Ex vivo investigations on bioinspired electrospun membranes as potential biomaterials for bone regeneration.
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AutorOsorio Ruiz, Raquel; Carmona-Carmona, Álvaro; Toledano Pérez, Manuel; Osorio Ruiz, María Estrella; Medina Castillo, Antonio Luis; Iskandar, Lilis; Marques, Alexandre; Deb, Sanjukta; Toledano-Osorio, Manuel
ELSEVIER SCIENCE BV
Osorio R., Carrasco-Carmona Á., Toledano M., Osorio E., Medina-Castillo A.L., Iskandar L., Marques A., Deb S., Toledano-Osorio M. Ex vivo investigations on bioinspired electrospun membranes as potential biomaterials for bone regeneration. (2020) Journal of Dentistry, 103359
PatrocinadorThis work was supported by the Ministry of Economy and Competitiveness (and European Regional Development Fund [Project MAT2017-85999-P MINECO/AEI/FEDER/UE] and University of Granada Research and Transfer Program.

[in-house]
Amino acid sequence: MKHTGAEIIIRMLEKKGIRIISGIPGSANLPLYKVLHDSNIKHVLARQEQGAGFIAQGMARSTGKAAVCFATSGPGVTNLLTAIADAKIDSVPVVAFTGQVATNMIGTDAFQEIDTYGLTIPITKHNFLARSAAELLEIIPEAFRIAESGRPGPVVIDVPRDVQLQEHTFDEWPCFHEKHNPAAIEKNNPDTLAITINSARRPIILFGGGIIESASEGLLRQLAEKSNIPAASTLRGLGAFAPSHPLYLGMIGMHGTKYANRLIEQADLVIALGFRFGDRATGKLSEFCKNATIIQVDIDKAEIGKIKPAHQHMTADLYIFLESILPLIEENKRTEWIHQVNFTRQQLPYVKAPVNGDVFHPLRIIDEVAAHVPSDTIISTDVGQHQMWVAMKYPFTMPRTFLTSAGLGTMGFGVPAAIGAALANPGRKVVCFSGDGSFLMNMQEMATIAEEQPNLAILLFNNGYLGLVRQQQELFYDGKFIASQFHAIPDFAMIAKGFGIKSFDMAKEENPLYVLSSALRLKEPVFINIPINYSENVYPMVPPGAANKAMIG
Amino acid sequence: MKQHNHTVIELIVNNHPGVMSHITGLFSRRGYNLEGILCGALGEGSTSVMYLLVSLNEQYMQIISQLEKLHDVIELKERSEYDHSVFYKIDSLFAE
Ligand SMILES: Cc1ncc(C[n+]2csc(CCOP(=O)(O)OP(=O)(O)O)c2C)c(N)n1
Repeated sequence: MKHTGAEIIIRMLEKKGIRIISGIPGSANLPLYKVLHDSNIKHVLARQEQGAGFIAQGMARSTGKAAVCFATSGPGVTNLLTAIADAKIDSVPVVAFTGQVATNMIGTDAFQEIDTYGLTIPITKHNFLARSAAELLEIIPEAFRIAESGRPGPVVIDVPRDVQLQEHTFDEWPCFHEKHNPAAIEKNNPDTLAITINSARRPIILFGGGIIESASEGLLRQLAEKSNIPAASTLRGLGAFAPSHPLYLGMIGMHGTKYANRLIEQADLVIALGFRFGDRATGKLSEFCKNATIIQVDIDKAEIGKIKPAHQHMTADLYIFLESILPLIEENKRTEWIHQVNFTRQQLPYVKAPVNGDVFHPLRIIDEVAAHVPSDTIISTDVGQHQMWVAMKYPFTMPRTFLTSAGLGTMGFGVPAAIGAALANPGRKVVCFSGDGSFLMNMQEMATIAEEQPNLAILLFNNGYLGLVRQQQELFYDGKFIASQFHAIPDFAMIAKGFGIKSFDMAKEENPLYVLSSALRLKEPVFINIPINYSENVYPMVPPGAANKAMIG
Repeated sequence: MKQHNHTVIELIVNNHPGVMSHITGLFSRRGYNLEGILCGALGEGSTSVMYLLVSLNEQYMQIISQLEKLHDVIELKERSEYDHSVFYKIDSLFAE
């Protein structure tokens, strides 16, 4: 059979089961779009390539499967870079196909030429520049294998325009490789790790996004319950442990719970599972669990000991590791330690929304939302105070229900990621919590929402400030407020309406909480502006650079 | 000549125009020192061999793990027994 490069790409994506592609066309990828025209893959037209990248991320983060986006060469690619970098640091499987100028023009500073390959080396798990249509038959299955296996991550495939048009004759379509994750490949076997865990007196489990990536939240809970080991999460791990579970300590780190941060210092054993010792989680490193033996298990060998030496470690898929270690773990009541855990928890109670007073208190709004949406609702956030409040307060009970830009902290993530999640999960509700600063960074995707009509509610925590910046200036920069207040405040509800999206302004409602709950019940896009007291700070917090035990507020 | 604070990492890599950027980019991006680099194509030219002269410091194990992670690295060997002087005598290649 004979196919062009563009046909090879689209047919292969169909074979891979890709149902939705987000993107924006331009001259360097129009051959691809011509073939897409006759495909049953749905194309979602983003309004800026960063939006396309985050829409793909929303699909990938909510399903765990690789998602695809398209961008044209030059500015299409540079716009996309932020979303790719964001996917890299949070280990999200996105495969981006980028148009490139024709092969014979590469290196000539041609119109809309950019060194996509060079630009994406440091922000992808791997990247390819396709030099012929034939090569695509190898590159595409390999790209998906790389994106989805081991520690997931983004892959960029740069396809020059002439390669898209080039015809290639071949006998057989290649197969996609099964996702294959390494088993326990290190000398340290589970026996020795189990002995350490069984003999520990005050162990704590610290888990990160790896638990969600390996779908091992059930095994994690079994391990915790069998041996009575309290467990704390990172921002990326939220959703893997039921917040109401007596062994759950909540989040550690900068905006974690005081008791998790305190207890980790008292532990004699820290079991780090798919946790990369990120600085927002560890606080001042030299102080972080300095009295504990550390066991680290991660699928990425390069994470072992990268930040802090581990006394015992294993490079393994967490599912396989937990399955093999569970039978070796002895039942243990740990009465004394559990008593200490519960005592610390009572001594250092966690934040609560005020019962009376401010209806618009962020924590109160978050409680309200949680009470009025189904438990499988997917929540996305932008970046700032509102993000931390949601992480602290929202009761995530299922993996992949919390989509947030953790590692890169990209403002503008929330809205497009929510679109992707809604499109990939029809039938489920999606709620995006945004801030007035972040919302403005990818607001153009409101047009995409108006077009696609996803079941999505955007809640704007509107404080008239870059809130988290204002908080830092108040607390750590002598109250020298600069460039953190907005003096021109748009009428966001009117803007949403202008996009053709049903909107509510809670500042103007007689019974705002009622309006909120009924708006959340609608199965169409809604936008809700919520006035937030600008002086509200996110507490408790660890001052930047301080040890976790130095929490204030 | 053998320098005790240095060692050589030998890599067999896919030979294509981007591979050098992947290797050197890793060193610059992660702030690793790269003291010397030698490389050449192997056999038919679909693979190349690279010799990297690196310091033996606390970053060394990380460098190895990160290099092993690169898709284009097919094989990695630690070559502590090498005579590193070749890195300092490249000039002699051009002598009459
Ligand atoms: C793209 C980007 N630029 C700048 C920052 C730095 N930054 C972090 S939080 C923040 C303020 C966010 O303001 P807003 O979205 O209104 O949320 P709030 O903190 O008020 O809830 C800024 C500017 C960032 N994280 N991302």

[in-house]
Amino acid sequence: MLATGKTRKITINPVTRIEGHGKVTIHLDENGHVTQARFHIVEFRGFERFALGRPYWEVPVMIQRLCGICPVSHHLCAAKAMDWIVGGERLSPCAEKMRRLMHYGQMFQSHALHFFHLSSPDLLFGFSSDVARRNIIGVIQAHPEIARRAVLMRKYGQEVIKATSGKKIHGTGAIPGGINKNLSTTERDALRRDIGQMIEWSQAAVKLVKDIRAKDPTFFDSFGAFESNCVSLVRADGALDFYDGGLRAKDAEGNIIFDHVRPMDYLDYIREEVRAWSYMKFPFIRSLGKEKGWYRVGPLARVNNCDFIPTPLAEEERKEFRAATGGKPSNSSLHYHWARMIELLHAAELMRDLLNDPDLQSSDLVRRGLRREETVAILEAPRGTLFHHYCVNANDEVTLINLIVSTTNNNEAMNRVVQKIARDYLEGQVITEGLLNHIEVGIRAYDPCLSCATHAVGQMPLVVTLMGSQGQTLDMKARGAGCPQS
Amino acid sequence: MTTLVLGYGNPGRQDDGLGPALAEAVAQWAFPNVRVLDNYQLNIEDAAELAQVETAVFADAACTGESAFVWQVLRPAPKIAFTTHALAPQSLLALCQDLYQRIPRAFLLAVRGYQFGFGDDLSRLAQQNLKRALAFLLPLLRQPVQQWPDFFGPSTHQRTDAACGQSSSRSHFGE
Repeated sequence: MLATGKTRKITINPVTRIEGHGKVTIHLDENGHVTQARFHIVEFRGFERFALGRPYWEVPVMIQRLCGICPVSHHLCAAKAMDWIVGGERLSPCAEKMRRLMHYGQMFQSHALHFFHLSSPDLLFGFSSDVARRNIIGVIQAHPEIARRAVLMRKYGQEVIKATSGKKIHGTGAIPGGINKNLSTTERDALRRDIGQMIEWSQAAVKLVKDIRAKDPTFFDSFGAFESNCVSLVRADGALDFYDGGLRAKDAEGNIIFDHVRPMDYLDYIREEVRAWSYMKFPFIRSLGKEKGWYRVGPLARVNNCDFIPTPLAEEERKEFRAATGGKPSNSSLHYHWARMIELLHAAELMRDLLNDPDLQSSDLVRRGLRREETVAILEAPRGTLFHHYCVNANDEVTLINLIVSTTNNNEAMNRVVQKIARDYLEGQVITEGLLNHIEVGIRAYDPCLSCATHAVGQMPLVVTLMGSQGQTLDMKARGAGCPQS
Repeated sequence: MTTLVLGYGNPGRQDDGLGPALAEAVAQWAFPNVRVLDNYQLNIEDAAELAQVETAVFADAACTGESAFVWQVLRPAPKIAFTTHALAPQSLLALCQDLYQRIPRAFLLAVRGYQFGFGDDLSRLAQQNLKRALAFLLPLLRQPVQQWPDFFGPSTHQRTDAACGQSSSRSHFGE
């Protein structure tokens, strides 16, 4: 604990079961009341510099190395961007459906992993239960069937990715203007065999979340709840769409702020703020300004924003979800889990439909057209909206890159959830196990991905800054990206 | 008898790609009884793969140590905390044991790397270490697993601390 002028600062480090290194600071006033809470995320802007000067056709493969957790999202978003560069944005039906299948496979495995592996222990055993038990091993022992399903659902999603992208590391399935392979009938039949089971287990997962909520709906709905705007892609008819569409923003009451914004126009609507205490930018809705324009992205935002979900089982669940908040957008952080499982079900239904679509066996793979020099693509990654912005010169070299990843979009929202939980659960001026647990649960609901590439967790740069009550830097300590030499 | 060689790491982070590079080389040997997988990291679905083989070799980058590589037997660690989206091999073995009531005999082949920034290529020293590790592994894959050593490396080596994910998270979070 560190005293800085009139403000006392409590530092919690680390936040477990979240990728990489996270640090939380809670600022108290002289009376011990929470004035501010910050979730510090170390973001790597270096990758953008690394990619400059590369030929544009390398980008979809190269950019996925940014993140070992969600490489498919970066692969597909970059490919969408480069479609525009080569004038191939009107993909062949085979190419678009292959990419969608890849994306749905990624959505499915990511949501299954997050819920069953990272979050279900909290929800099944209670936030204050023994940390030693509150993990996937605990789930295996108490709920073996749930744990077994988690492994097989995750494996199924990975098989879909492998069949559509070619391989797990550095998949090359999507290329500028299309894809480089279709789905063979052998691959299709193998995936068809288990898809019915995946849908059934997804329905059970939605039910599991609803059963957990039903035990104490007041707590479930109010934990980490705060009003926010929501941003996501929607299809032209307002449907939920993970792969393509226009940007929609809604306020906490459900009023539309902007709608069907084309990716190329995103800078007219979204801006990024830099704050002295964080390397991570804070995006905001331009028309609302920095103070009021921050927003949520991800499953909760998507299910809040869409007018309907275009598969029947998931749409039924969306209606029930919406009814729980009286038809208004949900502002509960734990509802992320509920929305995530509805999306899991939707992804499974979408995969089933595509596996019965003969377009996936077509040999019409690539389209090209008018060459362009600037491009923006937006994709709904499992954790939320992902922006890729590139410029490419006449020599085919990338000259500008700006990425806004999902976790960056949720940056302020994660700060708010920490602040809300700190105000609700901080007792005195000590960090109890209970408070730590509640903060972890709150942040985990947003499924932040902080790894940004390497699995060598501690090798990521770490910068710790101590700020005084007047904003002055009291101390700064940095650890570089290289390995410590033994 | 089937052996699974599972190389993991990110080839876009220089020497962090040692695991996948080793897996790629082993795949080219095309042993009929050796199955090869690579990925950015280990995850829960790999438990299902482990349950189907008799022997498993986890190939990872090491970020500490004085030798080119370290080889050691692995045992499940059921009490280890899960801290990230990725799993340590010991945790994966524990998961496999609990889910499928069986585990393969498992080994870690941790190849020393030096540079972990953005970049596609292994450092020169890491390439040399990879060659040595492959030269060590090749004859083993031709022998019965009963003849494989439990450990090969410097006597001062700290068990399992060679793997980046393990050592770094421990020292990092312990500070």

Objectives: To assess the surface characteristics and composition that may enhance osteoblasts viability on novel electrospun composite membranes (organic polymer/silicon dioxide nanoparticles). Methods: Membranes are composed by a novel polymer blend, the mixture of two hydrophilic copolymers 2-hydroxyethylmethacrylate-co-methylmethacrylate and 2-hydroxyethylacrylate-co-methylacrylate, and they are doped with silicon dioxide nanoparticles. Then the membranes were functionalized with zinc or doxycycline. The membranes were morphologically characterized by atomic force and scanning electron microscopy (FESEM), and mechanically probed using a nanoindenter. Biomimetic calcium phosphate precipitation on polymeric tissues was assessed. Cell viability tests were performed using human osteosarcoma cells. Cells morphology was also studied by FESEM. Data were analyzed by ANOVA, Student-Newman-Keuls and Student t tests (p<0.05). Results: Silica doping of membranes enhanced bioactivity and increased mechanical properties. Membranes morphology and mechanical properties were similar to those of trabecular bone. Zinc and doxycycline doping did not exert changes but it increased novel membranes bioactivity. Membranes were found to permit osteoblasts proliferation. Silica-doping favored cells proliferation and spreading. As soon as 24h after the seeding, cells in silica-doped membranes were firmly attached to experimental tissues trough filopodia, connected to each other. The cells produced collagen and minerals onto the surfaces. Conclusions: Silica nanoparticles enhanced surface properties and osteoblasts viability on electrospun membranes. Clinical significance: The ability of silica-doped matrices to promote precipitation of calcium phosphate, together with their mechanical properties, observed non-toxicity, stimulating effect on osteoblasts and its surface chemistry allowing covalent binding of proteins, offer a potential strategy for bone regeneration applications.